An Overview of Tobacco Cessation Medications
Medications are important and effective tools for increasing cessation success by relieving nicotine craving and
withdrawal symptoms. Medical providers should encourage all tobacco users who are planning a quit attempt to use
one or a combination of cessation medications, except when medically contraindicated. There are currently seven
FDA-approved tobacco cessation medications available that increase long-term tobacco use quit rates. These treatments
are listed in the chart below and are available either by prescription or over-the-counter (OTC).1
Start 1–2 weeks before 150 mg tablet twice
the quit date; use 3–6 patient has stopped
hours; not to exceed 24 4 mg, 100–110 pieces = $63
day in first 6 weeks; not $34; 4 mg, 72 lozenges per box
a Cost data excerpted from Treating tobacco use and dependence: 2008 update. Cost was estimated by averaging the retail price of medications at
national chain pharmacies in several U.S. cities and online price listings in January 2008. For nicotine replacement therapy products, the quantity used will determine how long the supply lasts and will vary by individual. Combination Medications
A number of combinations of medications are also effective in improving quitting success, and using two types of
tobacco cessation medications simultaneously can improve quit rates when compared with one medication.4, 5, 6, 7
Combination therapy or high-dose nicotine replacement therapy (NRT) may be suitable for those who are highly
nicotine dependent or have a history of severe withdrawal symptoms.1, 9 The following combination therapies are
effective in increasing quit rates.1, 2, 9, 10
• Long-term nicotine patch + other NRT product (gum or spray)• Nicotine patch + nicotine inhaler• Nicotine patch + Bupropion SR
It is important to provide plan participants with a wide range of treatment options, as success with particular methods
varies among individuals. Smokers who are ready to quit should talk with their doctors to learn about possible
treatment approaches so they can select the options most appropriate for them. Because the process of quitting usually
involves several attempts, smokers may need to try several different types of cessation medications before achieving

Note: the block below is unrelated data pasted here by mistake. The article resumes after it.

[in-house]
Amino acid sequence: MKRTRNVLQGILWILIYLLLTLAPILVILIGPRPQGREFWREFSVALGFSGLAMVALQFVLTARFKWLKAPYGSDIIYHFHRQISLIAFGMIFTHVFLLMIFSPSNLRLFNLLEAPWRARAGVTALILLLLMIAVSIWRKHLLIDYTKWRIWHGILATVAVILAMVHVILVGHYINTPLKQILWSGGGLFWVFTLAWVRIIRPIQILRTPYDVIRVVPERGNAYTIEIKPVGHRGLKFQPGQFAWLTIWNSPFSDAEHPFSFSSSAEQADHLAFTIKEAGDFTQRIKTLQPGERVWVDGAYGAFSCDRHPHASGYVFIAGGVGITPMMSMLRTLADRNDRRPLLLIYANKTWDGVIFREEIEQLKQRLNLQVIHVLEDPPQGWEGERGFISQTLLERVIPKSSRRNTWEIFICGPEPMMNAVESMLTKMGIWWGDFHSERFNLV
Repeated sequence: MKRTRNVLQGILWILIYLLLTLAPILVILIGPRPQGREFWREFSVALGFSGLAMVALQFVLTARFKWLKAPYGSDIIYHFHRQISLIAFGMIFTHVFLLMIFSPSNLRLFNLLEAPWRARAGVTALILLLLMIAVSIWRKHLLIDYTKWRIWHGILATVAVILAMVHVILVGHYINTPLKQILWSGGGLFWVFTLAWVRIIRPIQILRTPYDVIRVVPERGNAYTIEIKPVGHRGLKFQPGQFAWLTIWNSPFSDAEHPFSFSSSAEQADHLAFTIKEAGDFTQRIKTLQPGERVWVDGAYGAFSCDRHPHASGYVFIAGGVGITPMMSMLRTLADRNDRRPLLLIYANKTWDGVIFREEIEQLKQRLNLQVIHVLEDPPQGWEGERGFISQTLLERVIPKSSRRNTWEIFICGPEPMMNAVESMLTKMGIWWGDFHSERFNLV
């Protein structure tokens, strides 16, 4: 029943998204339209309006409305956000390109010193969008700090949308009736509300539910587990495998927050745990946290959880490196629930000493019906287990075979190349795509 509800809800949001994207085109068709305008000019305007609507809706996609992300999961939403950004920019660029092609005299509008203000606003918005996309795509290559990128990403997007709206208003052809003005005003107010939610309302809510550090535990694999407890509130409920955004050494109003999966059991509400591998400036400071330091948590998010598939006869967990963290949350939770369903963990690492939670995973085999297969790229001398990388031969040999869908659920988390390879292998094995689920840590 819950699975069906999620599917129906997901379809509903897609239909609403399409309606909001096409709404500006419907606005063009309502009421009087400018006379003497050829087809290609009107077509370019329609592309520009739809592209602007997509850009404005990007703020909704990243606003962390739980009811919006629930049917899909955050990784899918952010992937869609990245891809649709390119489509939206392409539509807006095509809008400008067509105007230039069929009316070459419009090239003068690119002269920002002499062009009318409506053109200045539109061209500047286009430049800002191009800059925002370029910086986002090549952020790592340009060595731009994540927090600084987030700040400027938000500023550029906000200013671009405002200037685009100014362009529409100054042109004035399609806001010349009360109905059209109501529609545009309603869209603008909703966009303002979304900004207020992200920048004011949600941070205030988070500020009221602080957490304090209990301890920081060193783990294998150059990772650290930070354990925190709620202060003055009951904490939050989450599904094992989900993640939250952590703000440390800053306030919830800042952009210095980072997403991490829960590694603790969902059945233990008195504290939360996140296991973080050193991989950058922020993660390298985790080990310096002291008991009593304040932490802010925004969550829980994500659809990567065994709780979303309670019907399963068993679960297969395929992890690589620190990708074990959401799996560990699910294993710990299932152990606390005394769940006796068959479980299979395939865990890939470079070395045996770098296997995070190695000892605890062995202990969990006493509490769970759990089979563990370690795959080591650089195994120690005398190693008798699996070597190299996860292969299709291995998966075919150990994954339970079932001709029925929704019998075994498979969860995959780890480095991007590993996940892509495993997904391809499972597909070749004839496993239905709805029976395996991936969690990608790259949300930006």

success. The combination of medications and counseling is more effective than the use of either method alone.1
Fiore MC, Jaén CR, Baker TB, et al. Treating tobacco use and dependence: 2008 update. Clinical practice guideline. Rockville,
MD: U.S. Department of Health and Human Services. Public Health Service; 2008. Available at:
Cahill K, Stead LF, Lancaster T. Nicotine receptor partial agonists for smoking cessation. Cochrane Database Syst Rev.
Hughes JR, Stead LF & Lancaster T. Antidepresssant for smoking cessation. Cochrane Database Syst Rev. 2007;1:CD000031.
Fagerstrom KO. Combined use of nicotine replacement therapies. Health Values. 1994;18:15-20.
Kornitzer M, Boutsen M, Dramaix M, Thijs J, Gustavsson G. Combined use of nicotine patch and gum in smoking
cessation: a placebo-controlled clinical trial. Prev Med. 1995;24:41-47.
Puska P, Korhonen H, Vartiainen E, Urjanheimo EL, Gustavsson G, Westin A. Combined use of nicotine patch and gum
compared with gum alone in smoking cessation: A clinical trial in North Karelia. Tob Control. 1995;4: 231-235.
Blondal T, Gudmundsson LJ, Olafsdottir I, Gustavsson G, Westin A. Nicotine nasal spray with nicotine patch for smoking
cessation: randomised trial with six year follow-up. BMJ. 1999;318:285-288.
Corelli RL, Hudmon KS. Medications for smoking cessation. West J Med. 2002;176(2):131–135.
Ebbert JO et al. Varenicline and bupropion sustained-release combination therapy for smoking cessation. Nicotine Tob Res.
10 Sherman SE, Aldana I, Estrada M, York L. Comparing the tolerability and effectiveness of two treatment regimens in a
smoking clinic. Mil Med. 2008;173(6):550-554. To learn more about smoking cessation,
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